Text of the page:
President Jacob Zuma and his visiting Zimbabwean counterpart Robert Mugabe Tuesday agreed to enhance bilateral relations between their countries.
“Our historical, fraternal and cultural bonds demand that we meet on regular basis to strengthen and consolidate our bilateral cooperation and partnership,” Zuma said at the opening of the 2nd Session of the Bi-National Commission.
The two leaders flanked by a delegation of their respective ministers and government officials met in the capital Pretoria.
Zuma said his country notes with satisfaction the ever-growing cooperation with Zimbabwe as evidenced by a number of existing agreements.
For his part, Mugabe said the two countries needed to continue strengthening their bilateral cooperation because they are neighbors, who share a lot in common including their struggle against imperialism.
“We are one people, one revolution, one struggle and one future,” Mugabe said at the meeting amidst cheers from officials.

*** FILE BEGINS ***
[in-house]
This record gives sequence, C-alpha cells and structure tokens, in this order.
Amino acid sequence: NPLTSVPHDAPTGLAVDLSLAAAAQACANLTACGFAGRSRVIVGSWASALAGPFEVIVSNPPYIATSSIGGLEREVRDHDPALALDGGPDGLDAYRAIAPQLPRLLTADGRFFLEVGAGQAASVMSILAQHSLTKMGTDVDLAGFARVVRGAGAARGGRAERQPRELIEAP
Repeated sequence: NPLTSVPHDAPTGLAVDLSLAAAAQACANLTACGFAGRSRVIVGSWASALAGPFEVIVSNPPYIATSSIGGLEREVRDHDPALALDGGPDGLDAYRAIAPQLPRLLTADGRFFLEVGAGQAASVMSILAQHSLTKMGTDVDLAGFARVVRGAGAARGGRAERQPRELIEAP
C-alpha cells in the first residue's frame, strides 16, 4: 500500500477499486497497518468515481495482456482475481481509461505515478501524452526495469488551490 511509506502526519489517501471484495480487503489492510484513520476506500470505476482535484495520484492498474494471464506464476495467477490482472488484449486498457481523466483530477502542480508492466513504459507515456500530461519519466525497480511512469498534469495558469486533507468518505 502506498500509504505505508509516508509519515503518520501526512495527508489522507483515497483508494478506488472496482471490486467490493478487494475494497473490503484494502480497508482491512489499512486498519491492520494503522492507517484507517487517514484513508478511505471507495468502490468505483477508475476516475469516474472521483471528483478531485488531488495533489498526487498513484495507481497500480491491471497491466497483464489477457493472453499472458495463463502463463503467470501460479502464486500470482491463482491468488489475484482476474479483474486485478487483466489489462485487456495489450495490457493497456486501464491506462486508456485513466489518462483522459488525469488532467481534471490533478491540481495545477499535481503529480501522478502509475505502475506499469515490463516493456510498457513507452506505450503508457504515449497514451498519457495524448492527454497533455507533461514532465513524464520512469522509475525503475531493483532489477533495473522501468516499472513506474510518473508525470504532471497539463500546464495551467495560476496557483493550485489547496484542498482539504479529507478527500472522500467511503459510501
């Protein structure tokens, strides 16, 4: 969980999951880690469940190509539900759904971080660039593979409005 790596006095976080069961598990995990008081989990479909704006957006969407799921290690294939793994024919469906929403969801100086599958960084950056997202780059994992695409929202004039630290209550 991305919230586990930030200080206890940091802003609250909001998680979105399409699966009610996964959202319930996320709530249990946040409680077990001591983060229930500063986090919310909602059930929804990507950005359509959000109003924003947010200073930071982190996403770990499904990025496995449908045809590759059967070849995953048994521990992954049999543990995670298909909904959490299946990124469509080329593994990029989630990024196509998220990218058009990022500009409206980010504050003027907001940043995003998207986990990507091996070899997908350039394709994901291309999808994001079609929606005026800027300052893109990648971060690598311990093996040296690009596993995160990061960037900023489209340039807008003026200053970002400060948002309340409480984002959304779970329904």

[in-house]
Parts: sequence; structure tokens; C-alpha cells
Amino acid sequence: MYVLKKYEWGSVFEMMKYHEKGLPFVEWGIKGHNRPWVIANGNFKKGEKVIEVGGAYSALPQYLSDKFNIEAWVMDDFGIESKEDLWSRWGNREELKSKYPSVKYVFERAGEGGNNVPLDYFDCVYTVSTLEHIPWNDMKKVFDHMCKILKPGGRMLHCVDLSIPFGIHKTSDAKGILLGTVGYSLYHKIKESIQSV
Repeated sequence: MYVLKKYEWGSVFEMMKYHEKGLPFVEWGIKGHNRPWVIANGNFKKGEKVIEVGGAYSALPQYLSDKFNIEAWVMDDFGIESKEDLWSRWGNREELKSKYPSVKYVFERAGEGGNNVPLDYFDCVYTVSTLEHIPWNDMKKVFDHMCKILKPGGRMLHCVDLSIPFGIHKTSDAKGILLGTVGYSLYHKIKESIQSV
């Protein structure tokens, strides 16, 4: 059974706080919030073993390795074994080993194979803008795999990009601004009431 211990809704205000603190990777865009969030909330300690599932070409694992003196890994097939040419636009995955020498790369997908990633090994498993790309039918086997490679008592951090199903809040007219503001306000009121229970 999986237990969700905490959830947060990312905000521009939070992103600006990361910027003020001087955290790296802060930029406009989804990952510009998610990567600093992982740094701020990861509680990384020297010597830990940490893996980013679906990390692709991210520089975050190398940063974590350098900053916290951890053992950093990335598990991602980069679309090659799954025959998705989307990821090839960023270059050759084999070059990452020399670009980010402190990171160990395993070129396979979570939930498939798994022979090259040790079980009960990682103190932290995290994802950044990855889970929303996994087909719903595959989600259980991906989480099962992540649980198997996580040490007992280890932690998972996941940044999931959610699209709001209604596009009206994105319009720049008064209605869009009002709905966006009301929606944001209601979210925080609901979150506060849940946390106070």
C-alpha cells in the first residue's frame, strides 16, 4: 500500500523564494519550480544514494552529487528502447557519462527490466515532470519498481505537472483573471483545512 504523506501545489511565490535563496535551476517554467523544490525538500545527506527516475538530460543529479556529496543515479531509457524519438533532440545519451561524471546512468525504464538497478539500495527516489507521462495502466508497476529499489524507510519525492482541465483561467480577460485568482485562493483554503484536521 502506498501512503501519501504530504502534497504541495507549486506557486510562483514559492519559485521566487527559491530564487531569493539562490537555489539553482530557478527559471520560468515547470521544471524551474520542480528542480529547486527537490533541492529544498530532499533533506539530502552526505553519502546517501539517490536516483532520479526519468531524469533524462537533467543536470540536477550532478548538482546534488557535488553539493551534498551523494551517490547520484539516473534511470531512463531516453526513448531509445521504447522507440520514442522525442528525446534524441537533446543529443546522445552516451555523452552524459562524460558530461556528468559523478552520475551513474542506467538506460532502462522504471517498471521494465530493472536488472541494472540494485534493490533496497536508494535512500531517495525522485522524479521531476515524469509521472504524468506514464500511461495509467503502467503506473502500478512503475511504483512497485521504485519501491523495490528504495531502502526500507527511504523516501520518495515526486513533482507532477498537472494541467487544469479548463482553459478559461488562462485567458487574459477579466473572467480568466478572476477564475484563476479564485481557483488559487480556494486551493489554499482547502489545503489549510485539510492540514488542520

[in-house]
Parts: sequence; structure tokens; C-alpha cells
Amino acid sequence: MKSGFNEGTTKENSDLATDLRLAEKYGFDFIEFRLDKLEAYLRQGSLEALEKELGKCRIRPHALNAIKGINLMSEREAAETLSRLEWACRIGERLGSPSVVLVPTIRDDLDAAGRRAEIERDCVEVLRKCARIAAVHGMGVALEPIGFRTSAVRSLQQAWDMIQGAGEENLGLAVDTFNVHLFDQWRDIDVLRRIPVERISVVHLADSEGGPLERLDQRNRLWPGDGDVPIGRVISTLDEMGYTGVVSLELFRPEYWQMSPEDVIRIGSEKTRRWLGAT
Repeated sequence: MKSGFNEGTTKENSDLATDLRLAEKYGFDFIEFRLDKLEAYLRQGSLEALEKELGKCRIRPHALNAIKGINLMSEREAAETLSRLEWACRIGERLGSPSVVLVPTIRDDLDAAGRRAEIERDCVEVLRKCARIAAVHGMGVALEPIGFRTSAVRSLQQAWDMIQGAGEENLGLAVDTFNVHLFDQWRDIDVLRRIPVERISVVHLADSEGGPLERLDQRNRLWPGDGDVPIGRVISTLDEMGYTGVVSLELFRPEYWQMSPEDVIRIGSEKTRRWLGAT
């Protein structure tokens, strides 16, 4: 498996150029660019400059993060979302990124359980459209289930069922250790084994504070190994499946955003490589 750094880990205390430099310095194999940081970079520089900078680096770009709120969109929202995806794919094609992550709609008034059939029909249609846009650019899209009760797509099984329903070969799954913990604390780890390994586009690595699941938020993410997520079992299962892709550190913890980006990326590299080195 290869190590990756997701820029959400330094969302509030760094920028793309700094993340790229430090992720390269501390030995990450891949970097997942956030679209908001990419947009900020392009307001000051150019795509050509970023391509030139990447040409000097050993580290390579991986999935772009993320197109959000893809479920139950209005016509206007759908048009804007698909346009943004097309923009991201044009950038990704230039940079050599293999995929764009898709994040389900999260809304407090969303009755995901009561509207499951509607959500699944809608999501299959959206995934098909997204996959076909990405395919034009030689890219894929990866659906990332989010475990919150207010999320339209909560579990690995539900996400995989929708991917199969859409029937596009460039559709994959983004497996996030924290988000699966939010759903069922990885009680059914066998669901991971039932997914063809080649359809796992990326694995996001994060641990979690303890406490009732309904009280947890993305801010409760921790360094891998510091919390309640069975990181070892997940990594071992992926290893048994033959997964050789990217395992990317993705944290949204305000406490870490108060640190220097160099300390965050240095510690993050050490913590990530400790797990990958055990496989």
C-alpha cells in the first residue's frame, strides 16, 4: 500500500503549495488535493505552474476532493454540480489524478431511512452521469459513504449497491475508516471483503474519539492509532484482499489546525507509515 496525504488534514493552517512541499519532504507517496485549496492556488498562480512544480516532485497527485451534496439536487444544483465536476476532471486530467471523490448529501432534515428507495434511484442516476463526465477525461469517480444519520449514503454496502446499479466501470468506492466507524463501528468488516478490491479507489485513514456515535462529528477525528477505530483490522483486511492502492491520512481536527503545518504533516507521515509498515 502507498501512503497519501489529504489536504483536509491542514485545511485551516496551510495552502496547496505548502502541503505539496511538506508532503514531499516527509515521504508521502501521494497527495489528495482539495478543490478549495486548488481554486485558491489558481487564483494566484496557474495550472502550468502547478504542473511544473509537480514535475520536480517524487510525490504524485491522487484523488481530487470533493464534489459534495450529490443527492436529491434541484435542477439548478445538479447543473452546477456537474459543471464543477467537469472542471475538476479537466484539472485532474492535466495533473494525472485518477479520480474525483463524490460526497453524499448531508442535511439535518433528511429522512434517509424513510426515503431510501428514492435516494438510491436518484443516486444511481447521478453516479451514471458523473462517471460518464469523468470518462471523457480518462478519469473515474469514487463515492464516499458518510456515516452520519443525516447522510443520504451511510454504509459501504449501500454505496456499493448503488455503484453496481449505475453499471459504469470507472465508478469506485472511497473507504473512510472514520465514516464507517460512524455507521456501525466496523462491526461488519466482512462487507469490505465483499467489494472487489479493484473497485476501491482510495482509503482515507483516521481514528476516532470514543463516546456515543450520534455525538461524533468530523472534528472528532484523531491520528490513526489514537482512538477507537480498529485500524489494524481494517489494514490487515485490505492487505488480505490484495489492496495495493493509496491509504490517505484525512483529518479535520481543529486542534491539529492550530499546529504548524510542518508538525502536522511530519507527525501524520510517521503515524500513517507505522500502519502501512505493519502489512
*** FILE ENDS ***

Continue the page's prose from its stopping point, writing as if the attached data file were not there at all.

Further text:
The two countries are expected to sign more agreements later in the day.
They already have agreements enabling them to cooperate in areas of justice, defense, transport, water, science and technology among others.
South Africa is Zimbabwe’s largest trading partner in the region. It imports several raw materials including tobacco and cotton from its neighbor and exports processed foods and other goods to Zimbabwe.
During Tuesday’s meeting, the two leaders agreed on the strategic importance of establishing a one-stop border post at the Beitbridge Border, which is the busiest border post on the continent.
“Much of our goods and services go through it. We cannot afford to continue to have unnecessary delays at that border,’’ the South African president said.
The 93-year-old Zimbabwean leader also suggested that 15 regional southern African member states should develop a mechanism for disaster preparedness.
In the past two years, several southern African countries have been experiencing drought conditions, affecting the gross domestic product of many agricultural based economies.
Experts blame the El Nino effect, a climate cycle in the Pacific Ocean, for heat waves in the southern Africa region.